Hello,

The point quite a while a go was for me to update this blog more often publishing my current progress in basically everything. I did not have a lot of knowledge from running a blog previously but I have learned that its not that easy keeping it up to date while at the same time learning about new technologies and programming in general.

I have for the last 3 months planned that I should go to university this year. I am taking a test to increase my chances to be accepted at the 9th of April. I have been studying math and looked at previous tests now for quite i while but I still feel like Im not on the top of my game, I guess i will have to stay at it and just try learn as much as possible and then do my best at the test date. While my current biggest focus is going to school i have also been learning more programming on my own. My latest project was to develop a Snake Clone. So for this project the idea was not for me to learn a lot about fancy graphics or game development but to learn how to implement Algorithms into a product as well as I know some Math could be implemented in a project like this and my math is not my top subject so why not practice a bit of math as well?

**The Math In Snake**

So first of all i decided to create a Snake clone were you can turn 360 degrees instead of just 90 degree angles. This gives the game something fresh and new at the same time as making it more complicated for the developer.

So math in games are * ALOT *about

**Trigonometry**. The good part is that you do not have to be a math genius to know trigonometry and you can get very far with just good base understanding and some common sense.

So you might have not thought of it before but games is full of triangles. If we woul imagine a 2D game right now where you have your character on the screen together with an enemy. Lets say we would like to calculate the distance between theese two objects (The Player and the Enemy). In your code you have the X and Y cordinate for both objects so what we could do is basically draw a line between the objects. But how do you know how long that line is? Well simply draw a line from the center position of each object together with the first drawn line to form a triangle.

Notice also that the triangle we have drawn have a 90 degree angle. When you have this kind of triangle in your game you can easily start expressing yourself using some predifined math functions.

First of lets look at how a triangle is built:

Something to remember is the the hypotenuse is always the longest side, that will help you spot it out fast. Then just place in the opposite and adjacent sides in the target triangle.

The cool thing with trigonometry is that you only have to know 2 parts of the triangle then you can easily find out the value of the other by using the **sine**, **cosine** and **tangent** functions. For example you know the angle together with the length of one side:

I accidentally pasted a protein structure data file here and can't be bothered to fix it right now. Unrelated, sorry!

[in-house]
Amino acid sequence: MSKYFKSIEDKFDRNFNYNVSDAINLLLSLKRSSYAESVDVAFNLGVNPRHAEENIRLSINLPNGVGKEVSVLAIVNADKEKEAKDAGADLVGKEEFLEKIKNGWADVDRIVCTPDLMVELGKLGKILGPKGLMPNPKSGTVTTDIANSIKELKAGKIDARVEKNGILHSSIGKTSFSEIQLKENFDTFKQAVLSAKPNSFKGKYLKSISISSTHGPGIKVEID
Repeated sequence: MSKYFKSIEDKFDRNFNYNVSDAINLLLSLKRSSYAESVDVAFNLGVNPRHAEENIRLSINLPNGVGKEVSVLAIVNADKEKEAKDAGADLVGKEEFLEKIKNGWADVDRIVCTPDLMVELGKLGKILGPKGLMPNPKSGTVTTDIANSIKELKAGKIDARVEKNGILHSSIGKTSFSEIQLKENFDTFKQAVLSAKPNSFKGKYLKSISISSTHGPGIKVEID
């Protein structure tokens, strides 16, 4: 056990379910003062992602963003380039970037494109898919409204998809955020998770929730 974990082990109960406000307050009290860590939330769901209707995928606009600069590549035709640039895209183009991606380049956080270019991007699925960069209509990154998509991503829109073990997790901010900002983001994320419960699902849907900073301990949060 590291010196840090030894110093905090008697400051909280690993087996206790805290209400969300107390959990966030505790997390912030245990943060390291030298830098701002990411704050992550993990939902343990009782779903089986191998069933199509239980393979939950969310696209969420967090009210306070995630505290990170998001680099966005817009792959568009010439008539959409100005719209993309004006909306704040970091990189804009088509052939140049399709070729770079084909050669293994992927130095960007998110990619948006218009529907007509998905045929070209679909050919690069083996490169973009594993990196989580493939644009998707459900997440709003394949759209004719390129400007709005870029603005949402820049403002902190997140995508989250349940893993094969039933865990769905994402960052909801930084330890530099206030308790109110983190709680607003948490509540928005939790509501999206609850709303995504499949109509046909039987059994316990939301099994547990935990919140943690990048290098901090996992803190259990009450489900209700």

sin(angle) = opposite / hypotenuse

cos(angle) = adjacent / hypotenuse

tan(angle) = opposite / adjacent

There is a great deal to learn when it comes to Trigonometry for games and i recommend you to first read up on some just normal math about trigonometry then move on to applying it to your code. I have previously tweeted about one resource i found out being great http://www.helixsoft.nl/articles/circle/sincos.htm

**What i did in my Snake Game**

So we got some background on how trigonometry can be helpful but what parts did i use for my game? What i had to do when i developed my 360 degree snake was to find out how to always more the Snake “Forward” what i mean with that is how to move the Snake in one direction depending on the current angle. We can already here spot that we have something we could use together with the functions we talked about before (angle).

When i made the game it wasnt just as easy as popping in some values into a function, the reason was that the Library i used (SpriteKit) has their own rotation code for their Node objects and it is being calculated in Radians from ~3.141 Radians to ~-3.141 Radians (Both is about 180 degrees). It was not just the issue with it being calcualted in Radians but it goes from a positive to a negative number. So how i solved it was to create my own new angle variable and adding or subtracting the rotation speed to both values both my own created Angle variable and the SpriteKit implemented rotation value.

Lets briefly look at some code:

newXPosition = snake.position.x - sinf(DEGREES_TO_RADIANS(angle)) * [snake snakeSpeed]; newYPosition = snake.position.y + cosf(DEGREES_TO_RADIANS(angle)) * [snake snakeSpeed]; snake.position = CGPointMake(newXPosition, newYPosition);

So what’s going on here is that we are using Trigonometry to decide where the new X and Y position should be depending on the angle. If we would draw up this example to visualise it it would look like this:

Since in my game the speed for the Snake is a constand we always have the same value there. That is one way to use Trigonometry in game developmend but i found an easier example to understand and that is to calculate the distance between objects. That would look something like this:

deltaX = playerX – enemyX

deltaY = playerY – enemyY

Then use the arctangent to get the angle, most programming languages has this implemented:

atan2f(deltaY, deltaX);

From this there is an easy function you can just pop in the values to get the actual distance between the objects:

Sqrt(deltaX^2 + deltaY^2)

This should explain a bit of what i have been working with. Do not get me wrong Im not an expert on this subject in fact im pretty at math as I’ve said before. I will continue learning more about trigonometry since I am starting to find math in general more and more interesting. I will also try to update this blog more often.

Until next time!